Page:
Ladies and gentlemen, step right up to witness Florida’s latest attempt at alimony reform! It seems that every time the Big Top goes up for legislative session, some of our alleged champions of family values manage to bring the same bad bill for another go. This year’s legislative session promises a similar dazzling spectacle, as the controversial alimony reform bill (SB 1416 and HB 1409) once again takes center stage.
In previous acts, the show-stopping feature was the retroactive nature of the proposed law. That’s right, folks, after three vetoes by Governors Ron DeSantis and Rick Scott, all for the same reason, the ringmasters have returned with yet another version that – surprise! – would once again apply to existing alimony agreements. And they say the definition of insanity is doing the same thing over and over again and expecting different results…
Now, this time, the supporters of this spectacle claim that they’ve struck a delicate balance between alimony payers and alimony recipients, but have they really? They said something similar last year, after all. A simple reading of the bill shows it would still allow judges to reduce or terminate alimony payments, and at least one family law judge argues that it is, indeed, just as retroactive as the previously vetoed alimony bills. Can you imagine the chaos in the courts as thousands of current divorce settlements are suddenly up for renegotiation?
But don’t worry, folks! That won’t happen, we’re assured. And besides, proponents argue, it’s all in the name of “fairness” and ending “permanent” alimony. Never mind that most of the advocates for these radical changes in law are wealthy professionals with high earning potential, who just can’t bear the thought of continuing to support their ex-spouses, many of whom made sacrifices during the marriage for the benefit of their family. Fairness, indeed.
It’s especially galling that the same Republicans who claim to champion traditional marriage and family values seem to have no qualms about making divorce a more financially attractive option for primary earners. What a fantastic way to strengthen the institution of marriage! Fortunately, not all Republicans are behind the bill. Credit State Senator Clay Yarborough for courageously voting “no” during a recent committee hearing.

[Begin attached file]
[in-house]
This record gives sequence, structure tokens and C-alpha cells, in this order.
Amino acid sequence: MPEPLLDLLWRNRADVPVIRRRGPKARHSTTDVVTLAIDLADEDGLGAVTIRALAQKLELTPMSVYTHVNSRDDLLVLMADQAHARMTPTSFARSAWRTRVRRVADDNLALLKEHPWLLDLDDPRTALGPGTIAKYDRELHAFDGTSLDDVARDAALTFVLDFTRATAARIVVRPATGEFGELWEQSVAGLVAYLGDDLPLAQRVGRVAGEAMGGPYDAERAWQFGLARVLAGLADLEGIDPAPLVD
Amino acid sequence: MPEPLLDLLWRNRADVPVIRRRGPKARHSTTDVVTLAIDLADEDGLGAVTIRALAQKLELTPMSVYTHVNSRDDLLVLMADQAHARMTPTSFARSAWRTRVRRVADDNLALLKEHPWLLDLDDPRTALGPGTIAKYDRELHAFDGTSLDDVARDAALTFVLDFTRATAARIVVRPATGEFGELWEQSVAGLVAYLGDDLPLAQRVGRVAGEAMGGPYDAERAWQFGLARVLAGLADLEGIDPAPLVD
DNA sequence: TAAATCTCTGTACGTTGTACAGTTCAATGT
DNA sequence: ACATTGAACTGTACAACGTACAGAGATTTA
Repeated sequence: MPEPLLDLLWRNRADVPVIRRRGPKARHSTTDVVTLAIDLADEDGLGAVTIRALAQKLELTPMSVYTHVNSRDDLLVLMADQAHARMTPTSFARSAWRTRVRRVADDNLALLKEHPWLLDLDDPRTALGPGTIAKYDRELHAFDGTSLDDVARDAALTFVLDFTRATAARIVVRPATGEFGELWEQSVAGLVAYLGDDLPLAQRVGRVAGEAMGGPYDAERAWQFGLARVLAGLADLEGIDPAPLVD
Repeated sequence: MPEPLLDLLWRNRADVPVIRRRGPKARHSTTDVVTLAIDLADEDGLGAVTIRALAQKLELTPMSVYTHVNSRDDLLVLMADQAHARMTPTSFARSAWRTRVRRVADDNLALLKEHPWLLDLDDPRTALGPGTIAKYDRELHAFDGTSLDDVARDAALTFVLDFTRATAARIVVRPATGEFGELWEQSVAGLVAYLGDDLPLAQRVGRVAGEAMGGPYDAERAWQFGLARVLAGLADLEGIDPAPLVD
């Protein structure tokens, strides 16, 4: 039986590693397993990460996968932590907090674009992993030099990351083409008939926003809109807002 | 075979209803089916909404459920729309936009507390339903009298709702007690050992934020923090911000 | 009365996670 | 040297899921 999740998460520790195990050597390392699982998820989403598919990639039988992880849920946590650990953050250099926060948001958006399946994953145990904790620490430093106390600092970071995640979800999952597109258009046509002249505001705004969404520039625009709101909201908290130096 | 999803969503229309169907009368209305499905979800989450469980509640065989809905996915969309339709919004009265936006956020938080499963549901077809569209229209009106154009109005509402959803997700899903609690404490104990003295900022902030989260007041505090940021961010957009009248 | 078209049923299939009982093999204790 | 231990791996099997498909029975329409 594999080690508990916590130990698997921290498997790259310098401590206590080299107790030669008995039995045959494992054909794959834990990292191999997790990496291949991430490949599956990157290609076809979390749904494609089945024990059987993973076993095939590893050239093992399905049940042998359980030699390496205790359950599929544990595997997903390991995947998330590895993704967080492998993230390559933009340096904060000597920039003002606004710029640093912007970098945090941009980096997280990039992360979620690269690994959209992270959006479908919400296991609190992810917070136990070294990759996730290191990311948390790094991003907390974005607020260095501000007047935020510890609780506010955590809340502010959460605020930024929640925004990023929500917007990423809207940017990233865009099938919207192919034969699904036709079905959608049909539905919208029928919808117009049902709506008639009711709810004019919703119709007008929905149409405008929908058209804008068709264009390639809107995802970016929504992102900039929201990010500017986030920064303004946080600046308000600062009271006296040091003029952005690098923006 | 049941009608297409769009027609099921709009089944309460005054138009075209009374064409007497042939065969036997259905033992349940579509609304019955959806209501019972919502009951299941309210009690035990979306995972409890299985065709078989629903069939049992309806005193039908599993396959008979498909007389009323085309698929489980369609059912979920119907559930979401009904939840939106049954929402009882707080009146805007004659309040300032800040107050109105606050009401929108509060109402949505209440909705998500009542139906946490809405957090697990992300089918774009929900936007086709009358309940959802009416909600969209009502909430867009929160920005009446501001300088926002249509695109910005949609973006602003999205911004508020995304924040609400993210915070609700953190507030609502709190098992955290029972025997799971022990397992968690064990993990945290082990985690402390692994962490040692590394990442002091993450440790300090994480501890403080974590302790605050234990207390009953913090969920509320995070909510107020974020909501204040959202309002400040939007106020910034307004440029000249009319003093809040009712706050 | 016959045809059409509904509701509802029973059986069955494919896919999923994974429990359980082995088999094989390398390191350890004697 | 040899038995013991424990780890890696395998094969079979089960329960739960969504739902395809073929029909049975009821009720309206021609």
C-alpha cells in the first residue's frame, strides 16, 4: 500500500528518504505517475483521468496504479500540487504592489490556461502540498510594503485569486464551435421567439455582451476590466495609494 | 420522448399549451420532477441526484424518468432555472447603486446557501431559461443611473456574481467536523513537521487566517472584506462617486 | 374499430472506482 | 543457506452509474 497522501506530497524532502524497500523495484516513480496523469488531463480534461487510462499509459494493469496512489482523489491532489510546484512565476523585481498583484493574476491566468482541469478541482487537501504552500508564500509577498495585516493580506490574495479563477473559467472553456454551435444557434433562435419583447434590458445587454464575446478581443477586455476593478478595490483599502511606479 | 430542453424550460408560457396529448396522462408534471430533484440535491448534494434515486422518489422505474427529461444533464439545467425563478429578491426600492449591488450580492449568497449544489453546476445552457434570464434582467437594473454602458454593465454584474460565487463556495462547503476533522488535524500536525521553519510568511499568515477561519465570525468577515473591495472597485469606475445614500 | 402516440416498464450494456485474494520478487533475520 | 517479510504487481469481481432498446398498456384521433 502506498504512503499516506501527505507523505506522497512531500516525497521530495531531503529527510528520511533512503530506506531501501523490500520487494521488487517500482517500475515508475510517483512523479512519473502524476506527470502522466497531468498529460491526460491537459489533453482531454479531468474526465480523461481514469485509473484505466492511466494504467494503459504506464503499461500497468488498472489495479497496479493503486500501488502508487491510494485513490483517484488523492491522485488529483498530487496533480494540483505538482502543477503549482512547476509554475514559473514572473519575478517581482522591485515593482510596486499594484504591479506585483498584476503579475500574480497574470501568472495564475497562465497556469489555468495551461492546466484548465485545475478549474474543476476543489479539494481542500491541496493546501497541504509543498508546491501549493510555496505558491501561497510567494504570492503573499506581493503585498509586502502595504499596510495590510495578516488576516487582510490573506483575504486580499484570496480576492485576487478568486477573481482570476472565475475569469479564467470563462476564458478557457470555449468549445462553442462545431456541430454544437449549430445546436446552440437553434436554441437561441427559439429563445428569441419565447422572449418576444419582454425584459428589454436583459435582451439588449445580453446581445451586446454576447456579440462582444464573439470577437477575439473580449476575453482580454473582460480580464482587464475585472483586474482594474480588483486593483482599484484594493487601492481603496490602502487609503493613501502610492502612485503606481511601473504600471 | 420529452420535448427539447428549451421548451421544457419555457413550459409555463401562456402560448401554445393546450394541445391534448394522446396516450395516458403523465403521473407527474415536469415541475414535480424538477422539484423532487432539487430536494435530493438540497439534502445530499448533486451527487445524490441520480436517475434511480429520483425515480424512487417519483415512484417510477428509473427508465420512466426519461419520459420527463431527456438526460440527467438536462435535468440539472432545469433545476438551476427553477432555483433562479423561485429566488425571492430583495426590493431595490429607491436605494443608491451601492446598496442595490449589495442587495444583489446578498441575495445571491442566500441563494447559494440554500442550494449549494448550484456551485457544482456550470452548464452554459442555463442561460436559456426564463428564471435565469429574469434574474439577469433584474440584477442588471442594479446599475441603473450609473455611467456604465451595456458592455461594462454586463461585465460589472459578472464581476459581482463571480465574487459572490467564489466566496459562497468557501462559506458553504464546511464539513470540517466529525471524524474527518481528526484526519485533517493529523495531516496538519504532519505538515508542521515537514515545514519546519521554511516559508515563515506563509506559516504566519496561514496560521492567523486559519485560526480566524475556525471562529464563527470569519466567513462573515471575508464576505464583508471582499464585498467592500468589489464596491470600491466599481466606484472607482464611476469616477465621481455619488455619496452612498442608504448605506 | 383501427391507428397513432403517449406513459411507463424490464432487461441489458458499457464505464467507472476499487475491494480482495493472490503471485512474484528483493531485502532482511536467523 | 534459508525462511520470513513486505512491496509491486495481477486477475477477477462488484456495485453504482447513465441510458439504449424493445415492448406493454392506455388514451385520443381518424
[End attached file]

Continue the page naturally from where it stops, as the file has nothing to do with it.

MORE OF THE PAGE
Among the most vocal opponents of the retroactive nature of this annual monstrosity is a group called First Wives Advocacy, women who sacrificed career and earning opportunities to raise children or otherwise support their working spouses – sacrifices which used to be considered a virtue in our culture – only to be left picking up the financial pieces when their marriages ended. As the founder of First Wives Advocacy, Jan Killilea, points out, permanent alimony may not be required for every case, or even a majority of them, but it undoubtedly serves a crucial purpose for certain situations that are still fairly common.
If the bill is passed as written and eradicates permanent alimony, it effectively ties the hands of judges in situations where a spouse emerges from a long marriage lacking current job skills. It’s not hard to imagine how many modern marriages could be impacted, where over the course of the relationship, mutually decided by the couple, one person made career sacrifices while the other partner pursued a lucrative career, gaining experience and earning potential, firmly believing that they would stay together for life and that their partnership helped both of them.
Fast forward to a split between that couple, and there’s immediately an imbalance that can only be rectified by permanent alimony – there’s simply no way some stay-at-home partners will ever be able to fully restore the sacrifices made during the marriage. And without some protections in place, Republicans are sending a strong message that sacrificing career opportunities as a stay-at-home spouse isn’t worthy of respect or protection, because anyone making those sacrifices will not receive adequate protection in our state.
If Republicans value the sacrifices made by stay-at-home moms and dads, and indeed seek to encourage couples to enter into marriages where one parent makes those career sacrifices for the sake of their children and family, then Republicans must make divorce significantly less financially attractive for primary earners to walk away from their commitments, period. Rather than diving right into alimony reform by trying to make divorce more “fair” for primary earners, Republican lawmakers should start by asking how the proposed “reform” strengthens the institution of marriage itself.
So, as the Florida legislature – led by some of the most allegedly “pro-family” Republicans in our state – starts to grapple with this, we can only hope that sensible lawmakers with a passion for strengthening marriages step up and throw this garbage bill out. We shouldn’t have to depend, year-after-year, on Governor DeSantis to uncap his veto pen and send this trashy alimony reform bill to its rightful place in the political graveyard.
Of course, if it does go down in flames again this year, don’t worry! We’ll undoubtedly be in for another round of the absurd alimony circus next year, and the year after, and the year after that…